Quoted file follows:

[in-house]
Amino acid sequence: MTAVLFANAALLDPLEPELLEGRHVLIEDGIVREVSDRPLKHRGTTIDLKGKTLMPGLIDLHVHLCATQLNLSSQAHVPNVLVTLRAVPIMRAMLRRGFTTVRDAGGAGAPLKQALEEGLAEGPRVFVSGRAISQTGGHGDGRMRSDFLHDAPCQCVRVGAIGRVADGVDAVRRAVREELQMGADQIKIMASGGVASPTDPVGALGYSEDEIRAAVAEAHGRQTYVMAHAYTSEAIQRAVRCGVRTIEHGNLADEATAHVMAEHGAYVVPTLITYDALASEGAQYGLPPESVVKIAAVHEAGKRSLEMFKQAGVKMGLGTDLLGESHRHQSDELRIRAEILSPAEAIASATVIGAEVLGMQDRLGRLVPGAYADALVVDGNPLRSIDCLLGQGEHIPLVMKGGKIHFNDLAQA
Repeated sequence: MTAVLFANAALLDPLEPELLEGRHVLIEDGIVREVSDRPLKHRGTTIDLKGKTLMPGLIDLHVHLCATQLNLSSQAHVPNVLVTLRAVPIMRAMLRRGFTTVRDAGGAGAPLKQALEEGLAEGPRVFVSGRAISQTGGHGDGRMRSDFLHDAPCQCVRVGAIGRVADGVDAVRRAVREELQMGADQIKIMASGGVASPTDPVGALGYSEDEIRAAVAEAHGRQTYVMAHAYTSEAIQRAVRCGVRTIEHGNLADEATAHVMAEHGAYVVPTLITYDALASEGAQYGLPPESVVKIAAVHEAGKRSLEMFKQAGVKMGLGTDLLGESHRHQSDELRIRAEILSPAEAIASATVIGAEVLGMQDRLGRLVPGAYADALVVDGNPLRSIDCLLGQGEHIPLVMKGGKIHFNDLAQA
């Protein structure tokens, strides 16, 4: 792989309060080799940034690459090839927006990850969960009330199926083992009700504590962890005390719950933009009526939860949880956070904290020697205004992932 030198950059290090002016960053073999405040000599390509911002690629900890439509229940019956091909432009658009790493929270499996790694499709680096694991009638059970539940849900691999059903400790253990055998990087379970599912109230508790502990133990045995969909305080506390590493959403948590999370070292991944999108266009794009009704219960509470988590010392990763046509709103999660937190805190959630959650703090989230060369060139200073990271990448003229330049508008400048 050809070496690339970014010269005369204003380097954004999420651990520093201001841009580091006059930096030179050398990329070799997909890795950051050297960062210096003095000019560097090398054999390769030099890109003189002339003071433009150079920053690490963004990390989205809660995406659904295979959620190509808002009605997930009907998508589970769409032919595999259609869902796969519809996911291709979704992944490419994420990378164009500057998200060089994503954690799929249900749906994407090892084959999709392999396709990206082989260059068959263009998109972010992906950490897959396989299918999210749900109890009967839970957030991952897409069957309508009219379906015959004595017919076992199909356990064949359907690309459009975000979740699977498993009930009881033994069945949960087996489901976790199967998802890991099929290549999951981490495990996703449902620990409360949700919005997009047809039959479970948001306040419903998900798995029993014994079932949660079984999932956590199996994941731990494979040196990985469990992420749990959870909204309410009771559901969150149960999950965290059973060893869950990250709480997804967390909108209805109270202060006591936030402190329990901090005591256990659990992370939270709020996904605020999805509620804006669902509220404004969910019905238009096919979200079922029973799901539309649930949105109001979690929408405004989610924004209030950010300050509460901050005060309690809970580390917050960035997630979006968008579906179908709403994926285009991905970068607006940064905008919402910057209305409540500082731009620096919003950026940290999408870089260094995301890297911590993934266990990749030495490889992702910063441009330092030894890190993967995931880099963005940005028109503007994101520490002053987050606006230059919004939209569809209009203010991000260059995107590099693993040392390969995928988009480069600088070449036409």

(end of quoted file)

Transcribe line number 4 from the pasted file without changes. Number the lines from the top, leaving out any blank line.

């Protein structure tokens, strides 16, 4: 792989309060080799940034690459090839927006990850969960009330199926083992009700504590962890005390719950933009009526939860949880956070904290020697205004992932 030198950059290090002016960053073999405040000599390509911002690629900890439509229940019956091909432009658009790493929270499996790694499709680096694991009638059970539940849900691999059903400790253990055998990087379970599912109230508790502990133990045995969909305080506390590493959403948590999370070292991944999108266009794009009704219960509470988590010392990763046509709103999660937190805190959630959650703090989230060369060139200073990271990448003229330049508008400048 050809070496690339970014010269005369204003380097954004999420651990520093201001841009580091006059930096030179050398990329070799997909890795950051050297960062210096003095000019560097090398054999390769030099890109003189002339003071433009150079920053690490963004990390989205809660995406659904295979959620190509808002009605997930009907998508589970769409032919595999259609869902796969519809996911291709979704992944490419994420990378164009500057998200060089994503954690799929249900749906994407090892084959999709392999396709990206082989260059068959263009998109972010992906950490897959396989299918999210749900109890009967839970957030991952897409069957309508009219379906015959004595017919076992199909356990064949359907690309459009975000979740699977498993009930009881033994069945949960087996489901976790199967998802890991099929290549999951981490495990996703449902620990409360949700919005997009047809039959479970948001306040419903998900798995029993014994079932949660079984999932956590199996994941731990494979040196990985469990992420749990959870909204309410009771559901969150149960999950965290059973060893869950990250709480997804967390909108209805109270202060006591936030402190329990901090005591256990659990992370939270709020996904605020999805509620804006669902509220404004969910019905238009096919979200079922029973799901539309649930949105109001979690929408405004989610924004209030950010300050509460901050005060309690809970580390917050960035997630979006968008579906179908709403994926285009991905970068607006940064905008919402910057209305409540500082731009620096919003950026940290999408870089260094995301890297911590993934266990990749030495490889992702910063441009330092030894890190993967995931880099963005940005028109503007994101520490002053987050606006230059919004939209569809209009203010991000260059995107590099693993040392390969995928988009480069600088070449036409």